How do I contact DirecTV and Nexstar to express my thoughts on the situation?

Nexstar is a publicy-traded company, and has multiple lines of contact open for investors and members of the public to reach out with questions or concerns about their business, including programming deals.

Nexstar’s Chief Communications Officer is Gary Weitman, who conducts outreach and receives questions and comments from members of the media, investors and the public on Nexstar’s business. To contact Gary, e-mail [email protected] or call Nexstar Media at 1-972-373-8800.

Nexstar’s CEO is Perry Sook, who can be contacted by e-mail at [email protected]. The company’s chief financial officer, Tom Carter, can be reached by e-mail at [email protected].

DirecTV is majority-owned by AT&T. The company has set up a website, TVPromise.com, where customers can learn more about what the satellite and streaming company is doing to restore Nexstar-owned channels to DirecTV satellite, DirecTV Stream and U-Verse. You can also call DirecTV’s customer service line at 1-800-531-5000 or reach out to DirecTV’s customer support staff on Facebook or Twitter.


A Fubo TV guide listing shows an event for the 2022 FIFA World Cup.
A Fubo TV guide listing shows an event for the 2022 FIFA World Cup. (Graphic by The Desk)

How do I watch my local Nexstar-owned station without DirecTV or U-Verse?

If your local ABC, CBS, Fox, NBC or CW Network affiliate is missing on DirecTV or U-Verse because of the situation with Nexstar, you still have options to watch your local newscast, live sports and network programming.

The simplest way to watch your local ABC, CBS, Fox, NBC or CW Network affiliate is with an over-the-air antenna. Under federal law, all TV sets made after March 2007 are required to have digital tuners installed. By hooking up an over-the-air TV antenna, you can unlock dozens of free broadcast stations, including ones that aren’t carried on DirecTV. We recommend Mohu antennas because they are inexpensive and easy to use. If you live in or near a major city, you should purchase a standard Mohu antenna; if you live 20 miles or more outside a major city, or in an area with differing terrain, consider buying an amplified antenna to pull in weak signals.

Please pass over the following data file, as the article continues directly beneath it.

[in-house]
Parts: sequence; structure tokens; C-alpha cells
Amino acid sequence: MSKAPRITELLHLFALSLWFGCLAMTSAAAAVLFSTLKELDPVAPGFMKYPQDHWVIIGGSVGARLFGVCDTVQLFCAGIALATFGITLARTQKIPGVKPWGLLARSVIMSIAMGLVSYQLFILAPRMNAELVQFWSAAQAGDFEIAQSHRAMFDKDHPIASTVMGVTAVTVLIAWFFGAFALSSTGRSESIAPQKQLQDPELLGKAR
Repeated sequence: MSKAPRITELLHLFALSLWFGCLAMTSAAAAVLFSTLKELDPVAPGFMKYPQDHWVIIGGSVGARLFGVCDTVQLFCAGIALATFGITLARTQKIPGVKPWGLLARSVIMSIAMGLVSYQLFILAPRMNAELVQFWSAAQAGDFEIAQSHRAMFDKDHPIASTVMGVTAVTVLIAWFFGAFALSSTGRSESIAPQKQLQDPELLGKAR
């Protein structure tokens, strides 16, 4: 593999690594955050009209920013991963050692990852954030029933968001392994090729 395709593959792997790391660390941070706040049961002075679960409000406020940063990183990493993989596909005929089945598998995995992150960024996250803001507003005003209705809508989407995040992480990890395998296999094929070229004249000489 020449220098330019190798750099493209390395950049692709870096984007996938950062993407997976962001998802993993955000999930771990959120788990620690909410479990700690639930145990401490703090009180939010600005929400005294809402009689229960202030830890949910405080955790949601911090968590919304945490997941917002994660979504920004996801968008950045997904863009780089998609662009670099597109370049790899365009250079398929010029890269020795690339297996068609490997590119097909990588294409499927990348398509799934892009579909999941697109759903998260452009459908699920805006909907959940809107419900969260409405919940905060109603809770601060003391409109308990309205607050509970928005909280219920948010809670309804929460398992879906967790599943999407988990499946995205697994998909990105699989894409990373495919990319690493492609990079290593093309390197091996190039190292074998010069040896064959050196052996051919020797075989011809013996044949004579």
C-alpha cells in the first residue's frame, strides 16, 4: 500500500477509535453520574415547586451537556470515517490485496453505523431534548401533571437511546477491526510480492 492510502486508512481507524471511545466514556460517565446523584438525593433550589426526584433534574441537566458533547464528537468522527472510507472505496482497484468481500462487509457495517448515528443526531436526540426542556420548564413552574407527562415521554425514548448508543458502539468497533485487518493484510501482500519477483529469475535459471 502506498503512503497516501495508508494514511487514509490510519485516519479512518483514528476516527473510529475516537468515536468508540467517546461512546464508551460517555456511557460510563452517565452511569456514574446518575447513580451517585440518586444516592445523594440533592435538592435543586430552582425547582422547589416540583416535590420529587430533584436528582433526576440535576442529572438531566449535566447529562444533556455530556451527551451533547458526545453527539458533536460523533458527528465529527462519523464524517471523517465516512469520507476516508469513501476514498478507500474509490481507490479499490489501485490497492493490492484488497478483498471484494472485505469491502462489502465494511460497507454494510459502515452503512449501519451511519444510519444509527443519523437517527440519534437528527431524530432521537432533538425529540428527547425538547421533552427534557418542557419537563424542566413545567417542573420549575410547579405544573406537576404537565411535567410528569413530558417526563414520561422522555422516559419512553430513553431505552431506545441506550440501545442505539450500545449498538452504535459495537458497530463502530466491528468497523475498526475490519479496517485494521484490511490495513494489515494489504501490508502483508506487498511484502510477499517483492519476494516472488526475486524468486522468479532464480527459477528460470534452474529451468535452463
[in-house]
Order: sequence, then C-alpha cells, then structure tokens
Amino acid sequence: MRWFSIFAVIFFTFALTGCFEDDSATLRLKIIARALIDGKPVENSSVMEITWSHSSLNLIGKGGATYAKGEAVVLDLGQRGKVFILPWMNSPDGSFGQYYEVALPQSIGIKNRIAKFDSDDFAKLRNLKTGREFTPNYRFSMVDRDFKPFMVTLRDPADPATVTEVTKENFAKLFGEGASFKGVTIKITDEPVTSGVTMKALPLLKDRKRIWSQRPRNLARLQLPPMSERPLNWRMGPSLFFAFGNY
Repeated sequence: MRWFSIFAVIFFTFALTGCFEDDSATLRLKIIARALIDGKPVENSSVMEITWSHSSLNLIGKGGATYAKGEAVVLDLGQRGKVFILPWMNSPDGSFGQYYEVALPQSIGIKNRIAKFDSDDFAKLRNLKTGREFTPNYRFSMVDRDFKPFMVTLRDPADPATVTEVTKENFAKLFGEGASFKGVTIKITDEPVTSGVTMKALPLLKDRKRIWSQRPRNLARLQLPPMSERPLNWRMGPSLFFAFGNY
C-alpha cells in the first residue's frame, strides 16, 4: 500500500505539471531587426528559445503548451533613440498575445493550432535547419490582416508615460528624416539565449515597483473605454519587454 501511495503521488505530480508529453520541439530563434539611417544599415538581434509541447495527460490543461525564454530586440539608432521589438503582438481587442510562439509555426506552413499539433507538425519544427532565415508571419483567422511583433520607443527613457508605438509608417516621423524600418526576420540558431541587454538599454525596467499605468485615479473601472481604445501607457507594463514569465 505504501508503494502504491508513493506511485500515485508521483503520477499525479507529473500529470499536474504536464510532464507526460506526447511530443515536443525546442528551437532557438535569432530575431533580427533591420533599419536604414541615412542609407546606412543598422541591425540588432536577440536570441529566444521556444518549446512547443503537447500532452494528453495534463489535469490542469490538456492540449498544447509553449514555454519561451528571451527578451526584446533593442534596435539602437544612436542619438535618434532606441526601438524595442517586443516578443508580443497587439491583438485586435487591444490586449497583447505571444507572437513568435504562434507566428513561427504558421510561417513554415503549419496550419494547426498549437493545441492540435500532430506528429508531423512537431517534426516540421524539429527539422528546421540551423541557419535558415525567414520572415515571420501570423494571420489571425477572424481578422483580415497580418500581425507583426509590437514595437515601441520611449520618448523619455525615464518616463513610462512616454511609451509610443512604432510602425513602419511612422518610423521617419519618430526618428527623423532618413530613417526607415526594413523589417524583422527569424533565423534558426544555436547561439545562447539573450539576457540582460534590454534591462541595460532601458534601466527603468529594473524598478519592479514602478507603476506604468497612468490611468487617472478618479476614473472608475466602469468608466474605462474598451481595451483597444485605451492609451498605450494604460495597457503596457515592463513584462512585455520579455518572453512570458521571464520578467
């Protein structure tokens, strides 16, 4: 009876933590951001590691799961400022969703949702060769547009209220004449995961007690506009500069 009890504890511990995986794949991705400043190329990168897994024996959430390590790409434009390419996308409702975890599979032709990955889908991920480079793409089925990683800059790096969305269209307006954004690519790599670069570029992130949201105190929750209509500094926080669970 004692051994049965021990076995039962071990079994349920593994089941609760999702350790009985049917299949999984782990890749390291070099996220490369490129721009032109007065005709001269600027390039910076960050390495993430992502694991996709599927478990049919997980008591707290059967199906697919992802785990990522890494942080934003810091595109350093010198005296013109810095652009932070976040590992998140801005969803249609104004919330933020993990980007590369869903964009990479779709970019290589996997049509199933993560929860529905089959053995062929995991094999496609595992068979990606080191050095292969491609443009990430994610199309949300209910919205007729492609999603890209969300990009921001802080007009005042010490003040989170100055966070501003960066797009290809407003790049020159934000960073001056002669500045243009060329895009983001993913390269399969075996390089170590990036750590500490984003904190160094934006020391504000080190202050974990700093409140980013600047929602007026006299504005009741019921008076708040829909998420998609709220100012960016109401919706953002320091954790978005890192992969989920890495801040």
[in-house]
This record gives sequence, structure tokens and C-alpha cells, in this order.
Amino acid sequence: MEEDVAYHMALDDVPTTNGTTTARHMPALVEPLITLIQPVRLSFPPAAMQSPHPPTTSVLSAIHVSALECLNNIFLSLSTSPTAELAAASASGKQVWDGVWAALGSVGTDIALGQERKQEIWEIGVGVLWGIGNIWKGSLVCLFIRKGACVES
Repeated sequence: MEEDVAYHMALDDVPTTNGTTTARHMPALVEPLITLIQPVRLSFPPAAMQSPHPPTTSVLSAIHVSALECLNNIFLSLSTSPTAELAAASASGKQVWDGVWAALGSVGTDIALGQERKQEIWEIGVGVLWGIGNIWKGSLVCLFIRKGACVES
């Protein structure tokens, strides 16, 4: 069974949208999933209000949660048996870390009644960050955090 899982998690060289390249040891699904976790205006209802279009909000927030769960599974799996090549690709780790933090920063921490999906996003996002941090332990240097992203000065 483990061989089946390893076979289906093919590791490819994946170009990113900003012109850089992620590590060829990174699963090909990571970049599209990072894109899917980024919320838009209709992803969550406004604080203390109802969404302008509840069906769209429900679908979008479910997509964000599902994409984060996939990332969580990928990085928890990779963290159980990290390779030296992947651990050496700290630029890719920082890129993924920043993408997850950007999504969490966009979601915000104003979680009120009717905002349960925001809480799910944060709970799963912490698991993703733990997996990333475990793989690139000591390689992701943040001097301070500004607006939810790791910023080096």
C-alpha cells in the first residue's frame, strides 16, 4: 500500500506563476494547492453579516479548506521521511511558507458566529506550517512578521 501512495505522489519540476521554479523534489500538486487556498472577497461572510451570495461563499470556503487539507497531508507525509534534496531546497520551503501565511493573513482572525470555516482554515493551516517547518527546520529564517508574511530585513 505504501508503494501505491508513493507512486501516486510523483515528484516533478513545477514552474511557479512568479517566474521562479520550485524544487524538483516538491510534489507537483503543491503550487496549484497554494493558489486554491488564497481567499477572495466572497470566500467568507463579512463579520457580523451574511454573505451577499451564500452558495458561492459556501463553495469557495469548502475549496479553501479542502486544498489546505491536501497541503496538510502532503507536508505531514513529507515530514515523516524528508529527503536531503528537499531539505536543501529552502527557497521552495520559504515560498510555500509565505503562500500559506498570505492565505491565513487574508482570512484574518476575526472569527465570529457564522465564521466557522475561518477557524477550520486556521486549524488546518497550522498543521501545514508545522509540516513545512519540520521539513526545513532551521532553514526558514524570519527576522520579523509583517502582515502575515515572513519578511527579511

If you live in an area where broadcast signals are unreliable, or you simply prefer to stream your TV, you have a number of options:

  • Local CBS affiliates (including sports and local news) are available on Paramount Plus with Showtime, which costs $12 a month or $120 a year and also thousands of on-demand movies and TV shows from Showtime, CBS, Nickelodeon, MTV, TV Land and BET.
  • Local NBC affiliates (including sports and local news) are available on the Premiere Plus version of Peacock, which costs $10 a month or $100 a year.
  • Local ABC affiliates are available on Vidgo ($70 a month) or Fubo ($75 a month), as well as YouTube TV ($73 a month) and Hulu with Live TV ($70 a month). In areas where a local ABC affiliate isn’t available on streaming, Vidgo provides a national network feed of ABC news, daytime, prime-time and late-night programming.
  • Local Fox affiliates are available on Vidgo ($70 a month) or Fubo ($75 a month), as well as YouTube TV ($73 a month) and Hulu with Live TV ($70 a month).
  • Local CW Network affiliates, including KTLA (Channel 5, Los Angeles) and WPIX (Channel 11, New York City), are available on YouTube TV ($73 a month).
  • Fox and ABC prime-time programming is available on Hulu, which costs $8 a month with ads or $15 a month without. A bundle that includes Disney Plus and ESPN Plus is also available for about $5 more.
  • CBS prime-time programming is available on Paramount Plus, which costs $6 a month with short advertisements or $12 for a premium, commercial free version that also includes Showtime.
  • NewsNation is available as a live stream on Level News, which costs $6 a month and also includes live access to Bloomberg, Law & Crime Network, NHK World, France 24 and three C-SPAN channels.

Last, you can switch to another cable or satellite provider in your area, though this might be difficult to do if you currently have a service contract with DirecTV. If you aren’t under a term limit, or you don’t mind paying early termination fees for your contract, consider switching to another provider, including:


To learn more about carriage disputes between pay television providers and broadcasters, visit www.carriagedispute.com.

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About the Author:

Matthew Keys

Matthew Keys is a nationally-recognized, award-winning journalist who has covered the business of media, technology, radio and television for more than 11 years. He is the publisher of The Desk and contributes to Know Techie, Digital Content Next and StreamTV Insider. He previously worked for Thomson Reuters, the Walt Disney Company, McNaughton Newspapers and Tribune Broadcasting.